Being in junior high school during this fashion trend, my frizzy, curly, sky-scraper-defying hair only added to the trauma of those years. Straightening, let alone adding a wispy flip, was impossible. And since my most loathsome chore was ironing my dad's clothes, I sure as shit was not going to iron my hair. 

Finesse Shampoo and Conditioner was my last hope to be trendy and cool. It advertised the end of frizz and the beginning of soft manageable hair.

It didn't work as well as I hoped. It tamed my afro a bit, but not enough to impress Charlie. I just had to wait it out until the later 80's when it was fashionable to for a girl to look like she stuck finger into a light socket.

It wasn't until last year when a freshman brought the word "finesse" back into my life. This will give those who know me pause because in my 21 years of teaching I have NEVER taught freshmen, and it is best that I NEVER do teach freshmen. The problem is definitely me not them. I am not emotionally, mentally, hell or even physically equipped to be in the same room with more than say two at a time. They have no control over their bodies, they don't get my sarcasm, and they don't respond well to my "suck it up" and "stop complaining" method of compassion.

Once in a great while, I would watch a colleague (and friend's) freshman study hall if need be, but only if she had a bonafide emergency: she stroked out, her arm fell off, or her house was on fire.

It was on one such occasion when I discovered how kids today use "finesse." I had about 15 freshman in my room, all settled into desks and ordered to work on their homework if they planned on surviving their 25 minutes with me. Freshmen cannot be still for longer than 30 seconds nor can they go more than 30 seconds without antagonizing one another, so when one young man got up to flail about the room in search of a trashcan, another one slipped into his desk. As I began to hound the one that was up to get back in his seat, his excuse for not doing so was that his friend had, "finessed his seat."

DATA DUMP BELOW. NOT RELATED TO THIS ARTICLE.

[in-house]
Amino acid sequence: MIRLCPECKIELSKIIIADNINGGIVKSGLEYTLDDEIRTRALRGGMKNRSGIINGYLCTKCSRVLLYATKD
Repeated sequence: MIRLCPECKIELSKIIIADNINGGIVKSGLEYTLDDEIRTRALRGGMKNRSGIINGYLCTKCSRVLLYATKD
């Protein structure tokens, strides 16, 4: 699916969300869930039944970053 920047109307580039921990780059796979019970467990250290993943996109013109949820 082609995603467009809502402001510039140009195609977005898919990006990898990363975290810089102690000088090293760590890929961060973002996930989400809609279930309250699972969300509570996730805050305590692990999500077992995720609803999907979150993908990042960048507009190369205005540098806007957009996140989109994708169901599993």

Being a Czar of language, I was aware of the definition of finesse as an adverb for something done with grace, skill, and ease. I've heard it associated with a review a person's athleticism. And trust me, freshman are nowhere near graceful, skillful, or at ease.  No. Where. Near.

Based on my Sherlock Holmesian powers of deduction, I figured out "finesse" means to steal with stealth and a style (two more adjectives not within 3-4 years of a freshman).  The implication is that the "finesser" is to be admired for his/her expertise, subtlety, and smoothness. The connotation detracts from the negativity of the act. Taking what is not yours is softened with the s sound.  "Stealing" squeals and crashes; "finessing" slides and whispers. It brings admiration to the culprit the way James Bond brings class to a governmental assassin.

Did the freshmen survive their 25 minutes? Barely. Things became much better after I duct-taped them all to their seats.

Sunday, June 10, 2018

As Ladies Get Thicc, Gentlemen Get Swole

Recently, while I was at the gym trying to get thicc, the guys around me were getting swole.

To clarify, I am already thick: that is an easy state to achieve via chocolate and tacos. Becoming thicc requires less chocolate, fewer tacos, and more chicken and vegetables. Oh, and lifting weights.

And to further clarify, men at the gym are not getting that kind of "swole" watching me work out. The injuries they sustain trying to get away from the sight of me getting thicc might have swole, but that's not what I mean either.

Swole is the man's version of thicc.  Here's where I engage in shameless self-promotion (and sheer laziness) and encourage you to read my previous post if you are hopelessly lost or if you have a memory like mine and can only remember lyrics from 80's hairband songs.

When I was a teenager, I liked my men buff like those hunky pilots playing volleyball in Top Gun. My father  nicknamed our muscle-exploding neighbor "meat-head"; in my early teaching years, student athletes had to spend at least one day in the school's weight room getting ripped, and more recently, Chris Hemsworth needed to pump iron and get swole for his roles as the powerful Thor and the "flying beefcake" stupid-secretary-done-possessed in Ghostbusters.

I understand the need to have a gender-specific word for having well-developed muscles.  No woman wants anything on her body to be "swole" and "ripped" makes us sound like victims of domestic violence. Or that we are ready to be served at a cannibals dinner party.  Referring to a man as thick (thicc) would be automatically associated with obstinacy instead of muscle mass.
Courtesy of a student athlete